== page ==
Watching Mad Men is the extent of my marketing experience. But n (the sample size) is an unavoidable aspect of confidence intervals. So I need more respondents than just my family and friends. This means advertising.
We’ve advertised on both Facebook and Twitter. Facebook ads, on a click-through basis, seem cheaper than Twitter ads. For instance, the initial Twitter advertising campaign cost about \$3.00 per click-through to our website, compared with less than \$1.00 on Facebook. But, that click-through doesn’t necessarily mean a person signed up to take our polls, and remained active. By that measure, Twitter was more successful.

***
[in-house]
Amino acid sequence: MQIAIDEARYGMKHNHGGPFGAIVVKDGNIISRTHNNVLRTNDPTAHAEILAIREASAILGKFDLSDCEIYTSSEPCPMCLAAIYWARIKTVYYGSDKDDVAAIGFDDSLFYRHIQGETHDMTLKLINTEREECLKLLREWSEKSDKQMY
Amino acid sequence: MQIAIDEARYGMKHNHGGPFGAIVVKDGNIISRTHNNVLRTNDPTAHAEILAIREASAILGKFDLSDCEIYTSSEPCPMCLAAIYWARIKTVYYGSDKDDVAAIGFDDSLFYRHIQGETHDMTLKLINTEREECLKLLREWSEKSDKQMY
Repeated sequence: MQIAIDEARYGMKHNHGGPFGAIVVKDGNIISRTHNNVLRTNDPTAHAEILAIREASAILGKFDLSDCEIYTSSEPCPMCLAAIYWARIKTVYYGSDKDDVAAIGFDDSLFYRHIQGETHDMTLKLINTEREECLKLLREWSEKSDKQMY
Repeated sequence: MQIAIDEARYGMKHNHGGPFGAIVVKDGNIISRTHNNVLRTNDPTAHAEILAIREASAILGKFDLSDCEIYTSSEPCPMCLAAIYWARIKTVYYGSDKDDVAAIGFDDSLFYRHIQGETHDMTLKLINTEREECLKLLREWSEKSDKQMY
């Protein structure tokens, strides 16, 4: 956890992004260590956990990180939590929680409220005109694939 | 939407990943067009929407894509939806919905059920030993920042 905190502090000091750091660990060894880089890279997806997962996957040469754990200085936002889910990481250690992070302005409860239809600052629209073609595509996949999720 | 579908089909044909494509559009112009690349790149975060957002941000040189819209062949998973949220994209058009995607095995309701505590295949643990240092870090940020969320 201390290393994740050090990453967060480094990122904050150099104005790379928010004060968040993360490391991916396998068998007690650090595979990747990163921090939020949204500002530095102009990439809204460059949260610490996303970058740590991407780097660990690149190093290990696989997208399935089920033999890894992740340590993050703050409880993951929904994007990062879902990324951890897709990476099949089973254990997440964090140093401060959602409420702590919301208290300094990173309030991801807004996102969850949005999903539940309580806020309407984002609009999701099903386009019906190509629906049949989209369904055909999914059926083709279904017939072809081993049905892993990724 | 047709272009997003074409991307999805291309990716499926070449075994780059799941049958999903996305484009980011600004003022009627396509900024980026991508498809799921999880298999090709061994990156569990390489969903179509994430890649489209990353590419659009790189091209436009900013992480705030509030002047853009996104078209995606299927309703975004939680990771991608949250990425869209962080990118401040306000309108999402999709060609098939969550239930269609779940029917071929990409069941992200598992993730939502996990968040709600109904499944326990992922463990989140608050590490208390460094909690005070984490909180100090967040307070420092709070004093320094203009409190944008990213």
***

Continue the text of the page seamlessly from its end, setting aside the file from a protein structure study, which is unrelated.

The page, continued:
I’ve been surprised by how enjoyable the process has been. Both Facebook and Twitter have quite daunting processes to get started. But they also have a relatively low cost. This meant I could afford to learn by doing. I’m unlikely to make an iconic ad any time soon, but the metrics that both Facebook and Twitter provide make it easier to see what works. and develop that further.
I’ll be trying to make the Twitter ads a little more efficient this week, as we can’t afford a \$3.00 click-through cost. And I will realign the Facebook ads in an effort to attract people more likely to remain active.
For what it’s worth, if Facebook and Twitter want to make the ad creation process easier then they should provide an example that can be modified. I would find it much easier to modify an example campaign, than the current process that starts with a blank slate.